ac·​com·​pa·​ny ə-ˈkəmp-nē How to pronounce accompany (audio)
-ˈkäm- How to pronounce accompany (audio)
accompanied; accompanying

transitive verb

: to go with as an associate or companion
She accompanied me to the store.
: to perform an accompaniment to or for
He will be accompanying her on the piano.
: to cause to be in association
accompanied their advice with a warning
: to be in association with
the pictures that accompany the text

intransitive verb

music : to perform an accompaniment

Examples of accompany in a Sentence

She will accompany me to the store. Ten adults accompanied the class on their field trip. Children under 17 must be accompanied by an adult to see this movie. A delicious sauce accompanied the grilled fish. He will be accompanying her on the piano.
Recent Examples on the Web Led by North Carolina songwriter Aaron Dowdy and accompanied by local guests like Indigo De Souza and MJ Lenderman, the indie rock band gravitates toward slow builds and singalong choruses, chiming pedal steel and driving rhythms. Pitchfork, 28 Sep. 2023 Vegan customers will be able to request a vegan nacho sauce to accompany the fries starting on Oct. 12. Lizzy Rosenberg, Peoplemag, 28 Sep. 2023 To accompany her oversized, three-piece pinstriped suiting—replete with a crisp, buttoned-to-the-top white shirt—Anderson opted to let her natural skin shine, visible freckles, naturally luminosity, and all. Calin Van Paris, Vogue, 27 Sep. 2023 While artists like Marina and the Diamonds and Lana Del Rey established hyper-specific visual aesthetics to accompany their music, many other figures in alternative and indie pop’s royal court opted for minimalism. Larisha Paul, Rolling Stone, 26 Sep. 2023 Riders must be at least 18 years old unless accompanied by an adult. Phil Diehl, San Diego Union-Tribune, 25 Sep. 2023 Reliable shoes are a traveler’s greatest companion, crucial for not only fully savoring a trip, but also navigating the unpredictability that sometimes accompanies travel. Alexandra Domrongchai, Travel + Leisure, 16 Sep. 2023 Can Arm shares build on the surge that accompanied the chip designer's stock-market debut Thursday? Anna Hirtenstein, WSJ, 15 Sep. 2023 The habits that accompany being a coach’s daughter became evident throughout her playing career. Sam Cohn, Baltimore Sun, 15 Sep. 2023 See More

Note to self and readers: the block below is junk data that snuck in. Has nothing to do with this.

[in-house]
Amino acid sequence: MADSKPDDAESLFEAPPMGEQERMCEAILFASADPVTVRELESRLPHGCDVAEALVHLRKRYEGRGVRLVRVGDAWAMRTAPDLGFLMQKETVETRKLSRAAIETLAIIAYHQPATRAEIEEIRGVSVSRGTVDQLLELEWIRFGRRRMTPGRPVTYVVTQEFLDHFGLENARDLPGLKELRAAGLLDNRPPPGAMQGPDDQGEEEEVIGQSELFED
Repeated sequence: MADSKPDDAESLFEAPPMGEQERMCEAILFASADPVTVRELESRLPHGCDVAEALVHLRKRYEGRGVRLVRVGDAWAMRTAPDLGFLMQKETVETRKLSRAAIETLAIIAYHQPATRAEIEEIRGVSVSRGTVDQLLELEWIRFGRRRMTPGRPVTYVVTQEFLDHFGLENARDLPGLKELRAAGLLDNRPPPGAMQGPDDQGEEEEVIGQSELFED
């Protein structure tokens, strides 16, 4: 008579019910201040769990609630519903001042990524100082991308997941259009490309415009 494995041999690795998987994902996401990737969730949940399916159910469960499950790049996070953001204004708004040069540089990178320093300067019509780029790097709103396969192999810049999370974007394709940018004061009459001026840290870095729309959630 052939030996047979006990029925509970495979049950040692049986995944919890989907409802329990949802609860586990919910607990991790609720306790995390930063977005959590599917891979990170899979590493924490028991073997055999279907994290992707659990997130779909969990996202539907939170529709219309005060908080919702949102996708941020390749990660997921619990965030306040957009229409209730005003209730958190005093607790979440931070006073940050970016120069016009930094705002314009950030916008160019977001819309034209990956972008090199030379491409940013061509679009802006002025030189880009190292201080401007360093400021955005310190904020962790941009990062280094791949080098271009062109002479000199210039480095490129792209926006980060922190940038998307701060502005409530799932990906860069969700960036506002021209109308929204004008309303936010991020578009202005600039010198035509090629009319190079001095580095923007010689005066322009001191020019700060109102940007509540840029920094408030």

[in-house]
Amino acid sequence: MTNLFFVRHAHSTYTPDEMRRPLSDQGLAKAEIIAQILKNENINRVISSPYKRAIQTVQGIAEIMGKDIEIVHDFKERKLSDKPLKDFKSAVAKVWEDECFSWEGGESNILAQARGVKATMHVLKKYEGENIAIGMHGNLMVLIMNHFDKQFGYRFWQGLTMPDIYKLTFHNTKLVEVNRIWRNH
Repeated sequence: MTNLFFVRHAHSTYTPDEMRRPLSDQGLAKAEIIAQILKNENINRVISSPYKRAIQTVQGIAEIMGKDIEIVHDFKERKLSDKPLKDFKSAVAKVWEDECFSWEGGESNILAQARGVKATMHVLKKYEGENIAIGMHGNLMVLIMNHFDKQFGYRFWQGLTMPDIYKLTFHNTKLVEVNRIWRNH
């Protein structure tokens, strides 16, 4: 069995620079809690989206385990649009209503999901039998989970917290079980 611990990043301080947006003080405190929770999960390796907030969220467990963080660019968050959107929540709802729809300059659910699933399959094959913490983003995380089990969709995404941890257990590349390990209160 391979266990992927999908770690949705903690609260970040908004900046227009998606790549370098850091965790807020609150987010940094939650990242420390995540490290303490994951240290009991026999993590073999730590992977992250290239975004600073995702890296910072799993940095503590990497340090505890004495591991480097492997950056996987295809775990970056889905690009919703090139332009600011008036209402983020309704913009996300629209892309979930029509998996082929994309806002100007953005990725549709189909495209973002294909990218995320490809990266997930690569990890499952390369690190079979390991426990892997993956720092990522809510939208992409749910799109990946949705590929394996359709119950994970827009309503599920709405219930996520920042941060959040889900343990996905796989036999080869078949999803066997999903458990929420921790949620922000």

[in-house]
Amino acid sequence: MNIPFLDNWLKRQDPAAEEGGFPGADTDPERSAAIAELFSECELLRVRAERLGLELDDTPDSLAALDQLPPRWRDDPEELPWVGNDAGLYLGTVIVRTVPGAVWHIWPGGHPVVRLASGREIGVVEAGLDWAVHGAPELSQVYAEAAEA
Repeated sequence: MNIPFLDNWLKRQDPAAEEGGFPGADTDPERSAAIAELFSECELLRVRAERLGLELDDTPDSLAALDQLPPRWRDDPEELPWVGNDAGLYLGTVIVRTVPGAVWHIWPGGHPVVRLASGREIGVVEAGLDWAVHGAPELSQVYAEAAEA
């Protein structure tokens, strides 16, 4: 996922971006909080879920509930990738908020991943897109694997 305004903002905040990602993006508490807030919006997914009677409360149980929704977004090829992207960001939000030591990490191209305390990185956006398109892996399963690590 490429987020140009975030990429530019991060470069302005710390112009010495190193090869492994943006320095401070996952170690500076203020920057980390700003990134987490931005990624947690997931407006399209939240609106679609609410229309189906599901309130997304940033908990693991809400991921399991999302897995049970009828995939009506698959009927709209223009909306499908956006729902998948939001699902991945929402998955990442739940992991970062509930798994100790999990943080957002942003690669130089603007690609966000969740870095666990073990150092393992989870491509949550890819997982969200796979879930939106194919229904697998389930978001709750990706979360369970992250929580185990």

These examples are programmatically compiled from various online sources to illustrate current usage of the word 'accompany.' Any opinions expressed in the examples do not represent those of Merriam-Webster or its editors. Send us feedback about these examples.

Word History


Middle English accompanien "to make (someone) a companion or associate, be in company with, attend," borrowed from Anglo-French acumpainer, acompaigner "to join together, frequent, keep the company of," from a-, prefix forming transitive verbs (going back to Latin ad- ad-) + cumpaing, cumpaignun companion entry 1

First Known Use

15th century, in the meaning defined at transitive sense 1

Time Traveler
The first known use of accompany was in the 15th century

Dictionary Entries Near accompany

Cite this Entry

“Accompany.” Dictionary, Merriam-Webster, Accessed 4 Oct. 2023.

Kids Definition


ac·​com·​pa·​ny ə-ˈkəmp-(ə-)nē How to pronounce accompany (audio)
accompanied; accompanying
: to go with or attend as a companion
: to perform an accompaniment to or for
: to occur at the same time as or along with
a thunderstorm accompanied by high winds

Middle English accompanien "to accompany," from early French acompaigner (same meaning), from a- "to" and cumpaing "companion," from Latin companio "companion" — related to companion, company

More from Merriam-Webster on accompany

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